Driving in Harrisburg drops sharply compared to rest of nation

Written by Ben Allen and Radio Pennsylvania | Dec 31, 2013 10:00 AM

(Harrisburg) -- More people have cut back on driving in Harrisburg since 2006, according to a recent survey.

The decrease was one of the steepest in the nation.

The report from the US Public Interest Group, finds the average Harrisburg resident cut their driving by nearly 15 percent between 2006 and 2011.

That's the fourth highest drop in the nation among urban areas.

"Young people have definitely shown the steepest reductions in driving. Americans about 16 to 34 years of age reduced their average driving miles by 23% between 2001 and 2009," says Ashley Afranie-Sakyi, director for Pennsylvania PIRG.

Afranie Sakyi says the survey shows lawmakers need to start adjusting transportation spending to account for the changes in habits.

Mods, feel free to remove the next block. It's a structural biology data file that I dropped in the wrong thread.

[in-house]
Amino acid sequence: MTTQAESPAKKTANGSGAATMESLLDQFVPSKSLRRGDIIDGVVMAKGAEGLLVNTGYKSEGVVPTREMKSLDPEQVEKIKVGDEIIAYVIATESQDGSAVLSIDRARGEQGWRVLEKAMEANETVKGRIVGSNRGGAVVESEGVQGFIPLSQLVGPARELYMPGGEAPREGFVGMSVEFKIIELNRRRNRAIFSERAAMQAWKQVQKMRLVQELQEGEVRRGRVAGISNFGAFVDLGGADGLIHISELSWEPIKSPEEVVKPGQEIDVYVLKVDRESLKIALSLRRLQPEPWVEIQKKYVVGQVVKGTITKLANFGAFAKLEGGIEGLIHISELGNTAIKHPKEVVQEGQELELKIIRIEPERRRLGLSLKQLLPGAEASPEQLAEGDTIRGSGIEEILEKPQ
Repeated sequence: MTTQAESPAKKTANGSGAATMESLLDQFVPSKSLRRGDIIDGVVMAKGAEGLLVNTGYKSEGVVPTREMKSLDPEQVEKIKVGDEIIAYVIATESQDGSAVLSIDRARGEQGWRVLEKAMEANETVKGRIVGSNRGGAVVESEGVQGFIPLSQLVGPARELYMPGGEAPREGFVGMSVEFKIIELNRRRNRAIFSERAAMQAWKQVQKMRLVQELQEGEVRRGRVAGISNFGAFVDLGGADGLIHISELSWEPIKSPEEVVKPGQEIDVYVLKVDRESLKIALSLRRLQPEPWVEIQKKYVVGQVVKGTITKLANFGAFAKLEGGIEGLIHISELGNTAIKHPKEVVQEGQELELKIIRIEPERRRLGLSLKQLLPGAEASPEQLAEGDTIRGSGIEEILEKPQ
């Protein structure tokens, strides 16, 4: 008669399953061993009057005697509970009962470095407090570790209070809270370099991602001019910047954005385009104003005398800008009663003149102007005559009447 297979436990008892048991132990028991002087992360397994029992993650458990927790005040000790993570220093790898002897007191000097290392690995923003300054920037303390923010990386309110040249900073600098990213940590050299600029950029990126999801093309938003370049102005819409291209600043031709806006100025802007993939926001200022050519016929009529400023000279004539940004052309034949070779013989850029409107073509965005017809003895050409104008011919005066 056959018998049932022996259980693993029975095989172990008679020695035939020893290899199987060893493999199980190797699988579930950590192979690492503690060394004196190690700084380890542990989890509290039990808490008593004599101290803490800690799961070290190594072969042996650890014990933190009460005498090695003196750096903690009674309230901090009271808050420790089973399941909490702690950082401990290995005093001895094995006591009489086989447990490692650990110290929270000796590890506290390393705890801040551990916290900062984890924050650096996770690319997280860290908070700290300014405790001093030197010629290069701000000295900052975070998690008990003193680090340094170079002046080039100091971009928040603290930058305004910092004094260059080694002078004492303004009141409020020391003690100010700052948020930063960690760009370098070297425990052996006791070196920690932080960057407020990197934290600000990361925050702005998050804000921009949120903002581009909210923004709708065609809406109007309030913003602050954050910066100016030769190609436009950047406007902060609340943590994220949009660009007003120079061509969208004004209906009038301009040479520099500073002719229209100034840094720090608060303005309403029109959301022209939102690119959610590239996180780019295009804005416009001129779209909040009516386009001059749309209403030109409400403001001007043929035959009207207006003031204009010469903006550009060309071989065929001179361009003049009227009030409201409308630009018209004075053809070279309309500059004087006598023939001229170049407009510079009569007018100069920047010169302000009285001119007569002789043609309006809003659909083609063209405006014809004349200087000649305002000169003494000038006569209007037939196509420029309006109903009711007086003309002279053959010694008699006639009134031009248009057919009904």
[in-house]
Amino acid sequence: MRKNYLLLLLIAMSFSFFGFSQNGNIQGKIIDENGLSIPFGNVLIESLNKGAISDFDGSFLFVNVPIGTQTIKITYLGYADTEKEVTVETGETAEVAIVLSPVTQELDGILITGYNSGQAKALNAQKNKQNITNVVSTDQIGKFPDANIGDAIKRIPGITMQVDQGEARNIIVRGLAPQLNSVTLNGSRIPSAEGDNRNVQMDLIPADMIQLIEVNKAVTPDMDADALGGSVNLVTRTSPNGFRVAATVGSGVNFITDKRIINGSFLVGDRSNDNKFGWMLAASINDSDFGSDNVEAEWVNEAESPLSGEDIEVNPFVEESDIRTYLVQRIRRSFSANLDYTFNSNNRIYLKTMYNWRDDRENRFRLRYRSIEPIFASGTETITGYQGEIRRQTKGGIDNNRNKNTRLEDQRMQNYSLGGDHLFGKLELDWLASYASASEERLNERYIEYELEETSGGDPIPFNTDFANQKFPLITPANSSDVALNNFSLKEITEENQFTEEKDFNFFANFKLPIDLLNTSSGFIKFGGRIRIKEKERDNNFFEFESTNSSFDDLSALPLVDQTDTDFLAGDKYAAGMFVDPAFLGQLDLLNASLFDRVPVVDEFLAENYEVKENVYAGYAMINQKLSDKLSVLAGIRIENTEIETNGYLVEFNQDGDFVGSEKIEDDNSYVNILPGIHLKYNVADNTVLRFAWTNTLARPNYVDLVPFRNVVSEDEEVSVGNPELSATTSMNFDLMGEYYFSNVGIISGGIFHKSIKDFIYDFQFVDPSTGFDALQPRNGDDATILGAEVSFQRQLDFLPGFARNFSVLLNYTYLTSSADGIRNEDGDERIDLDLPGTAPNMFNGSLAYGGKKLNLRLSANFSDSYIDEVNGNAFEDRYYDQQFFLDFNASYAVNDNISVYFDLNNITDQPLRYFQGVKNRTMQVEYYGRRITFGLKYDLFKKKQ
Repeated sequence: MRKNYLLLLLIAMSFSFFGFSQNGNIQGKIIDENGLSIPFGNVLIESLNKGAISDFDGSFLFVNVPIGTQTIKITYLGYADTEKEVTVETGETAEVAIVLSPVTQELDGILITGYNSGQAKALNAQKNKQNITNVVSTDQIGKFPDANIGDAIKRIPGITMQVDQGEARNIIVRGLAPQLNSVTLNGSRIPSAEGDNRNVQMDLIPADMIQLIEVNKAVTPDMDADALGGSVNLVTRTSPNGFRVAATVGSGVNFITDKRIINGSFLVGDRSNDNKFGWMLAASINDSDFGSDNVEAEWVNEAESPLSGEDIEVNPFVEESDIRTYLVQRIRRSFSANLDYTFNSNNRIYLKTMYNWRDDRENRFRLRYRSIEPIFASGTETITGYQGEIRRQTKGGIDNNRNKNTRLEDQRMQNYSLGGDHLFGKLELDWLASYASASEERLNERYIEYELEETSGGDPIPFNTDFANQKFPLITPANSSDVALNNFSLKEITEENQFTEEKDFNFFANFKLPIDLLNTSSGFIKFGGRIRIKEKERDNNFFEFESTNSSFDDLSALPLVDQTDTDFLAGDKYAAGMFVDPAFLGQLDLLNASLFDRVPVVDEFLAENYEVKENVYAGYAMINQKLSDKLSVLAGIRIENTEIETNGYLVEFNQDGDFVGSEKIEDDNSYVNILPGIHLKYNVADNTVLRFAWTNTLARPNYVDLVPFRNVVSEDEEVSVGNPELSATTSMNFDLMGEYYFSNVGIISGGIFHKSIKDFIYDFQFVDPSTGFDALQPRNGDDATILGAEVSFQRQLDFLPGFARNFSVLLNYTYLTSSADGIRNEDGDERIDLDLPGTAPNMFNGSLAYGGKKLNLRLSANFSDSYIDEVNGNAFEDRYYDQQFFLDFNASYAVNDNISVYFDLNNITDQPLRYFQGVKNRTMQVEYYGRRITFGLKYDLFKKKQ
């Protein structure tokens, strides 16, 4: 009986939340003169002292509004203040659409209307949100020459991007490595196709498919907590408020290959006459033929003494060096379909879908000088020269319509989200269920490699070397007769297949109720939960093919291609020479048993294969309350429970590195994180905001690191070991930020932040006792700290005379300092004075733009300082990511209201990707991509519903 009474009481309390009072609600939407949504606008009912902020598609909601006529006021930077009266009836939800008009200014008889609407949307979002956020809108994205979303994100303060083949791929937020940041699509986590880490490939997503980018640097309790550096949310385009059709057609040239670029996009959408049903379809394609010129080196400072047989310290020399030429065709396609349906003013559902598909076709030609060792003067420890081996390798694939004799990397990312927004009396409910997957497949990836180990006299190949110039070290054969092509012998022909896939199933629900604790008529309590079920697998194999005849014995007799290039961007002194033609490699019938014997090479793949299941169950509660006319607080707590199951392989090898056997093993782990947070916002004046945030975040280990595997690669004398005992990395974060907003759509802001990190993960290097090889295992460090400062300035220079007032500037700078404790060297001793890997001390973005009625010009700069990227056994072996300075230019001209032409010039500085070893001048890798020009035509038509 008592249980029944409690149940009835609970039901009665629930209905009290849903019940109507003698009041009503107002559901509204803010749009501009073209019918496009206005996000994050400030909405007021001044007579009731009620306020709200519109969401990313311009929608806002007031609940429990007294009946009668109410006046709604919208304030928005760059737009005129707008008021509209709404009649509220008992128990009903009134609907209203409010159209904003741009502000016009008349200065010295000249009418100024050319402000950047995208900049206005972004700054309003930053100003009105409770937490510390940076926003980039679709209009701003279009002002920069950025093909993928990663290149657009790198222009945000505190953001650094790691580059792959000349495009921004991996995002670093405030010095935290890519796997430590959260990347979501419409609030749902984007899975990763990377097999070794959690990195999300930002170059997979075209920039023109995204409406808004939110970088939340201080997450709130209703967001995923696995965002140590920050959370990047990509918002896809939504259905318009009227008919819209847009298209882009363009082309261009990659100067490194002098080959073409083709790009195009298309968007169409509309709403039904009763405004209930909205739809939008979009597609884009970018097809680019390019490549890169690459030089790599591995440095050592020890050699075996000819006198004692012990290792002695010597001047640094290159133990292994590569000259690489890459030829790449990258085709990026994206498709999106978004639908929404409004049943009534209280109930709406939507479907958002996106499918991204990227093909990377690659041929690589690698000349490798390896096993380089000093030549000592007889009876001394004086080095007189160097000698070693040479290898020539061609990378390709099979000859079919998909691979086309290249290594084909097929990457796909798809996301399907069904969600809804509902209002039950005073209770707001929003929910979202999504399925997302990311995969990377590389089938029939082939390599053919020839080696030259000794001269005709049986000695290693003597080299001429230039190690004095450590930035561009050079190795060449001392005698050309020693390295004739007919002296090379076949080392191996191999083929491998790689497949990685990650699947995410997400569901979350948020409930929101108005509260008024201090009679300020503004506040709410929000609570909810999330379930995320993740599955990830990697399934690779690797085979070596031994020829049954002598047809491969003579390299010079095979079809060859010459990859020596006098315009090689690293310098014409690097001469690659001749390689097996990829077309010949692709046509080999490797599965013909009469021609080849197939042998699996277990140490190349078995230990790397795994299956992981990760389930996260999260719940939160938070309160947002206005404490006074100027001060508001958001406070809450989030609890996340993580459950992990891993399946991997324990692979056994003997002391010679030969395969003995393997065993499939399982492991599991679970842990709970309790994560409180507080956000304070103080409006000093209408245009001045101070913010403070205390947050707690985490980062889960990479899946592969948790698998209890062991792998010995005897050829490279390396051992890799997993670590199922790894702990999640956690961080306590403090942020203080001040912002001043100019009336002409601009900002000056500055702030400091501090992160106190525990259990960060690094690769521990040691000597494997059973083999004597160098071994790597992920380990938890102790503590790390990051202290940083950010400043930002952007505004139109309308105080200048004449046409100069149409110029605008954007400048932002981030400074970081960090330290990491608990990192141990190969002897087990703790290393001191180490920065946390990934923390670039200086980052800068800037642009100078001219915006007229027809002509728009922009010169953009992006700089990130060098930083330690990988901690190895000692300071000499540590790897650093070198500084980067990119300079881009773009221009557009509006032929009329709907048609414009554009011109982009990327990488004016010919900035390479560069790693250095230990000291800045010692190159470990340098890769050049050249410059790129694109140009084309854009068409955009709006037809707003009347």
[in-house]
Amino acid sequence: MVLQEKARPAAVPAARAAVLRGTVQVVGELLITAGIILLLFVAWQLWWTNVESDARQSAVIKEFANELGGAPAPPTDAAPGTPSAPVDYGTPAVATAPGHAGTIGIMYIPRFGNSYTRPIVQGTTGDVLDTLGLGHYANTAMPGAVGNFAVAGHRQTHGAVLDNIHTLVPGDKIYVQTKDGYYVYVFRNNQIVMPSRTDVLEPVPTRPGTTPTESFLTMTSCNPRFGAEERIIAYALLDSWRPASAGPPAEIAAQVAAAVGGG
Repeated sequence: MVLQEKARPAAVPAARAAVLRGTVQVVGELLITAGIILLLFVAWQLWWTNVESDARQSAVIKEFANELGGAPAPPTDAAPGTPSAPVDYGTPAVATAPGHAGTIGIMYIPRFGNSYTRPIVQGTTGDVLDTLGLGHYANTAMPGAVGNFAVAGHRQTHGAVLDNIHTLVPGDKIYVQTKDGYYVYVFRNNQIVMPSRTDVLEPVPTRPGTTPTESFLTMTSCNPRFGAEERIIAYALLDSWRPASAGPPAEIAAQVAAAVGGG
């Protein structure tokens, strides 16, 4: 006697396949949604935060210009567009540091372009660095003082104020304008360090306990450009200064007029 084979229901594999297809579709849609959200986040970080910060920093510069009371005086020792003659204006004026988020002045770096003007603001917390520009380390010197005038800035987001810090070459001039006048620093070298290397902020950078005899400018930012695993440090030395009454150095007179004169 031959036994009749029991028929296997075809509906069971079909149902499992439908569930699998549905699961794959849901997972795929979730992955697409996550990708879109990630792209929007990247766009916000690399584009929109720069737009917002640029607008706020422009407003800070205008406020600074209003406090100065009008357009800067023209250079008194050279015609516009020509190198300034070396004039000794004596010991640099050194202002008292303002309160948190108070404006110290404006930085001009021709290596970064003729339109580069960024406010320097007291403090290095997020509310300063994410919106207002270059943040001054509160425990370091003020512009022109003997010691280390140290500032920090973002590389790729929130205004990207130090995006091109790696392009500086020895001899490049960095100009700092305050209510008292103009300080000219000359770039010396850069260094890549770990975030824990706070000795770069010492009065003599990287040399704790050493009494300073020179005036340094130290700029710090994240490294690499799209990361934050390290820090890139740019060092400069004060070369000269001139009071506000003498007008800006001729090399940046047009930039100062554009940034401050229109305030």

"People don't want wider highways. That's not what's going to be the best option when it comes to transportation."

"People want bike lanes, people want bike shares, they want investment in public transportation. And that's good, but there's always more that we can do to continue to make sure that we're bolstering the systems that people actually use."

Only New Orleans, Milwaukee and Madison, Wisconsin saw a steeper drop in miles driven per capita in the survey.

US PIRG is an interest group that represents consumers.

They say this is the first survey of its kind in the nation.

It also shows that in 99 of the top 100 urban areas in the country, more people are getting to work using public transportation, bikes or other ways.

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